I am feeling rather ambivalent toward The Secret Wife of Aaron Burr by Susan Holloway Scott. I can't quite put my finger on the reason or reasons why. It has many of the ingredients that books I love have in common: historical characters and events, chances to see behind the scenes, a story that continues over many years. So why did it take me so long to read it? I usually finish a book of this length within 2 and rarely 3 days; this book was perhaps nearly a week. Often I found myself with some time I could use for reading and I chose another activity. This is a very rare of occurrence. I have wondered about this. Could it be the characters and how they were written? The subject matter? Maybe. The characters are well described, the main characters in detail while the subject is disturbing. I found the main character's story both sad and disturbing yet there is a strength and resilience in her that must not be forgotten. I'm not sure how to address her, should I refer to her as Veeya as that is her first name and the one given her by her family, likely her grandmother who may have been the only one to love her solely for herself? Well that may not be true, Lucas loved her but he knew the woman she had become after much hardship. I believe he may have loved her if she had not experienced what she had but then, of course, she would have still been in India and they would never had met. Should I refer to her as Marie or Mary? Both "slave names"? In the book, when asked,she tells someone to call her Mary, so I will honor the characters wishes. This book deals with many disturbing issues and does an admirable job of conveying the anguish of Mary's plight. From birth it seems that she is both wanted and unwanted. People want the results of her work but don't value her as a person, in fact, she is not seen as a person but as a commodity. This first portion of the book deals with her life pre-Aaron Burr, the second is of her life once she encounters him, the third and smallest portion is post-Aaron Burr with a very welcome section detailing actual facts of her life and those of her children and grandchildren. I've written this section of my review several times and still don't think I've got it right... The "relationship" or "friendship", as Burr refers to it in the book, is so very complicated and conflicted. It is a difficult situation to be sure given that Mary is a slave and he is a rapist. There is no other word for it regardless how society at that time looked upon it. Even before he raped her, he wielded his power over her, from the first time they spoke when he arrived at the Prevost's home, the back garden when she brought him the cream of tartar and vinegar and he put his hand on her bottom. He continually showed her by words and deeds that he was the one with the power. I don't think it was by accident but by design and I also think that it was a commonplace occurrence during that time in history. I don't know if it was common at all for the victim to begin to have feelings for the rapist, perhaps it is a form of Stockholm Syndrome. What I do know that it may be a reason I was not in the mood to read. Sometimes there seemed to be a modern tone to the book, perhaps that contributed also to my reluctance at times to pick up the book. It may just be my reaction or interpretation of things. Certainly as both Mary and Burr were unusual people to the times, their conversations and attitudes could be unusual as well. It seemed tha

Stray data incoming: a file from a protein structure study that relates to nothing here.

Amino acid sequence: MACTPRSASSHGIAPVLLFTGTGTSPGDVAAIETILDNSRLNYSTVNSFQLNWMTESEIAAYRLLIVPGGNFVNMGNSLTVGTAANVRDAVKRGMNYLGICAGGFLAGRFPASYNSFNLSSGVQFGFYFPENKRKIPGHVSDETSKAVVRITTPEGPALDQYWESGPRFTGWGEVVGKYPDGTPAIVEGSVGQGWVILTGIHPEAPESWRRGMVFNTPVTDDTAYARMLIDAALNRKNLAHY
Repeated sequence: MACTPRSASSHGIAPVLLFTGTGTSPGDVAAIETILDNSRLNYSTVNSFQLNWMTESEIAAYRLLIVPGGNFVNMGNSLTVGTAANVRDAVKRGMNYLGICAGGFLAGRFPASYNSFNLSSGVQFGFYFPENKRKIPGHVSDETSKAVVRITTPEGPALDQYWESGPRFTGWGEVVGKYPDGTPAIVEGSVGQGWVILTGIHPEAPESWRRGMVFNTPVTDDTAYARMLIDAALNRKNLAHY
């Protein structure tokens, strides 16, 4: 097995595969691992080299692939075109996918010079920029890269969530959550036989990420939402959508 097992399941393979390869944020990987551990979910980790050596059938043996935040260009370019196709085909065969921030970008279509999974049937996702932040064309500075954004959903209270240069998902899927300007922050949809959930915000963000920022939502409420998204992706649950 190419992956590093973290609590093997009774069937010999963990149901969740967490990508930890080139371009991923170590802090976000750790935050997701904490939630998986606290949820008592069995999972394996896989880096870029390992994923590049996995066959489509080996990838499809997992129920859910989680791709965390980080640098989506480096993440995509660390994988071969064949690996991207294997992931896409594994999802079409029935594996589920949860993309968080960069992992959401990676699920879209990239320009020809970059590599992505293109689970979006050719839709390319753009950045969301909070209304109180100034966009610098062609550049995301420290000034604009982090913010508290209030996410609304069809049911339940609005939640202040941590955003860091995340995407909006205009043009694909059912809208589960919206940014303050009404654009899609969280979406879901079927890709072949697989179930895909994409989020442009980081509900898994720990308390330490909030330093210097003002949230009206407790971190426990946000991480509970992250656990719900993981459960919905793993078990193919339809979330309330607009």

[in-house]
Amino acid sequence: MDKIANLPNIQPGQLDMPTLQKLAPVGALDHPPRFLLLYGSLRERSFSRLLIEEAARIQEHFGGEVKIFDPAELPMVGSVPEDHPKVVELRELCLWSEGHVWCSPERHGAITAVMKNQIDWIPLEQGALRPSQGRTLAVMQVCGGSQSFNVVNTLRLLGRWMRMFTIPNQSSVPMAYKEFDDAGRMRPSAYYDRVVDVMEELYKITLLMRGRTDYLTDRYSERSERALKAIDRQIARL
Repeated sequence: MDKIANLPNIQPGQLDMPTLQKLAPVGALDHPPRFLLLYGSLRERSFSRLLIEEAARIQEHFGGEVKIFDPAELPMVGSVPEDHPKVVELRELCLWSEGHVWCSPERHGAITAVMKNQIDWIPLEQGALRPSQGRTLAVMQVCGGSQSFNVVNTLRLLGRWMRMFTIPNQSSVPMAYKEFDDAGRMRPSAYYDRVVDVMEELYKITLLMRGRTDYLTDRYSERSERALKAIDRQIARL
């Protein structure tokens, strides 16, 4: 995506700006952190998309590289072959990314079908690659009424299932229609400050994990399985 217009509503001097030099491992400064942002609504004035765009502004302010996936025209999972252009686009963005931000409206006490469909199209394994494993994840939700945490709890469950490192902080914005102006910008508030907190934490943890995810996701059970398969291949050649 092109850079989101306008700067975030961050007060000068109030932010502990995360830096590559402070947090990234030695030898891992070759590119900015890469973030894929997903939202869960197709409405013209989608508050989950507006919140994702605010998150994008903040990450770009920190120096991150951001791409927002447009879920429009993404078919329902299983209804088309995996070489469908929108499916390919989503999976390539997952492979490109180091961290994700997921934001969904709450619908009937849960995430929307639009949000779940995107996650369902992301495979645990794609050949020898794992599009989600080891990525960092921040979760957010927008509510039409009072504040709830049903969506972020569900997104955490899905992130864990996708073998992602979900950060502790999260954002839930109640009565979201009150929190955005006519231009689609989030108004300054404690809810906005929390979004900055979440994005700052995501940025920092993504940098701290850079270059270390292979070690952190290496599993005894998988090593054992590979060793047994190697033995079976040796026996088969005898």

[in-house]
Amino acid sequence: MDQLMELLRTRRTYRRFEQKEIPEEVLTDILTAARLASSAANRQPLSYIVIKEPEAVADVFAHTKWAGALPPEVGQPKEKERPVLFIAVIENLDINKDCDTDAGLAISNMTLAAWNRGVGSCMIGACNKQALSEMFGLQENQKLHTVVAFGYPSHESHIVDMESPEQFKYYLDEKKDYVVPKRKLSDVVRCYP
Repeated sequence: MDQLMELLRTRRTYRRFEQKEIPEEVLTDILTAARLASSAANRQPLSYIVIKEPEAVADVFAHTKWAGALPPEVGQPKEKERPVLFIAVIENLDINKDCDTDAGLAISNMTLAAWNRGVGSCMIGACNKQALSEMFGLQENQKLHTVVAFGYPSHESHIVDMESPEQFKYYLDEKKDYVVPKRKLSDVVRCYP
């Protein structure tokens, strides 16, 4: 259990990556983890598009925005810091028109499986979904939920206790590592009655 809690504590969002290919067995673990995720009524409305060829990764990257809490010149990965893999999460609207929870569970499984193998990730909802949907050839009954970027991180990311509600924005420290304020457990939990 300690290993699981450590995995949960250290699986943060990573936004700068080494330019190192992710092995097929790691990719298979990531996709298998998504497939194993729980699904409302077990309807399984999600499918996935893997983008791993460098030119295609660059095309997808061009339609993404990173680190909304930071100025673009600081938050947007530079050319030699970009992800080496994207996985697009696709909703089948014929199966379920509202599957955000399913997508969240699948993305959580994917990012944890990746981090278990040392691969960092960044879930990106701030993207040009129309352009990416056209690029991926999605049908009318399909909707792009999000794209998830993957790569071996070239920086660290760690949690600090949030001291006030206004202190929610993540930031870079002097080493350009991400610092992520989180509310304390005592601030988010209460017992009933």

Joycerl 4 months ago